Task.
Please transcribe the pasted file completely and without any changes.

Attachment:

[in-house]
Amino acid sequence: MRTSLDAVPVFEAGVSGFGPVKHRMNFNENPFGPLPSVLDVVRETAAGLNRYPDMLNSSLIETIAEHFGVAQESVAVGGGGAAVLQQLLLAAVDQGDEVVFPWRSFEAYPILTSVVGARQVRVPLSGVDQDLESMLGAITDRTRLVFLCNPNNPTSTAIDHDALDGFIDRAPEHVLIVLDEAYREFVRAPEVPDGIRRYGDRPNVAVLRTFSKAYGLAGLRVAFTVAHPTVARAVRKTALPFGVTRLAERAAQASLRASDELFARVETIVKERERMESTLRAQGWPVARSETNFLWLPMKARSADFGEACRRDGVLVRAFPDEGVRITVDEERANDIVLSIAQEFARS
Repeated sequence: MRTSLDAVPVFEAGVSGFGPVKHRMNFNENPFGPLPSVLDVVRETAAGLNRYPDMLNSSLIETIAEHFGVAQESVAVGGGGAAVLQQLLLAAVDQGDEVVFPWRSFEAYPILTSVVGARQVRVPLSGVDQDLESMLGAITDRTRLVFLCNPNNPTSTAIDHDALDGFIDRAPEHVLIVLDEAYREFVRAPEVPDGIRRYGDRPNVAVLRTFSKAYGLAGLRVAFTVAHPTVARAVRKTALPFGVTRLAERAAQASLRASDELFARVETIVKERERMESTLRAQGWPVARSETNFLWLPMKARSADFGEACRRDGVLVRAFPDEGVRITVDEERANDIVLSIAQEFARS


[in-house]
Amino acid sequence: MRTSLDAVPVFEAGVSGFGPVKHRMNFNENPFGPLPSVLDVVRETAAGLNRYPDMLNSSLIETIAEHFGVAQESVAVGGGGAAVLQQLLLAAVDQGDEVVFPWRSFEAYPILTSVVGARQVRVPLSGVDQDLESMLGAITDRTRLVFLCNPNNPTSTAIDHDALDGFIDRAPEHVLIVLDEAYREFVRAPEVPDGIRRYGDRPNVAVLRTFSKAYGLAGLRVAFTVAHPTVARAVRKTALPFGVTRLAERAAQASLRASDELFARVETIVKERERMESTLRAQGWPVARSETNFLWLPMKARSADFGEACRRDGVLVRAFPDEGVRITVDEERANDIVLSIAQEFARS
Repeated sequence: MRTSLDAVPVFEAGVSGFGPVKHRMNFNENPFGPLPSVLDVVRETAAGLNRYPDMLNSSLIETIAEHFGVAQESVAVGGGGAAVLQQLLLAAVDQGDEVVFPWRSFEAYPILTSVVGARQVRVPLSGVDQDLESMLGAITDRTRLVFLCNPNNPTSTAIDHDALDGFIDRAPEHVLIVLDEAYREFVRAPEVPDGIRRYGDRPNVAVLRTFSKAYGLAGLRVAFTVAHPTVARAVRKTALPFGVTRLAERAAQASLRASDELFARVETIVKERERMESTLRAQGWPVARSETNFLWLPMKARSADFGEACRRDGVLVRAFPDEGVRITVDEERANDIVLSIAQEFARS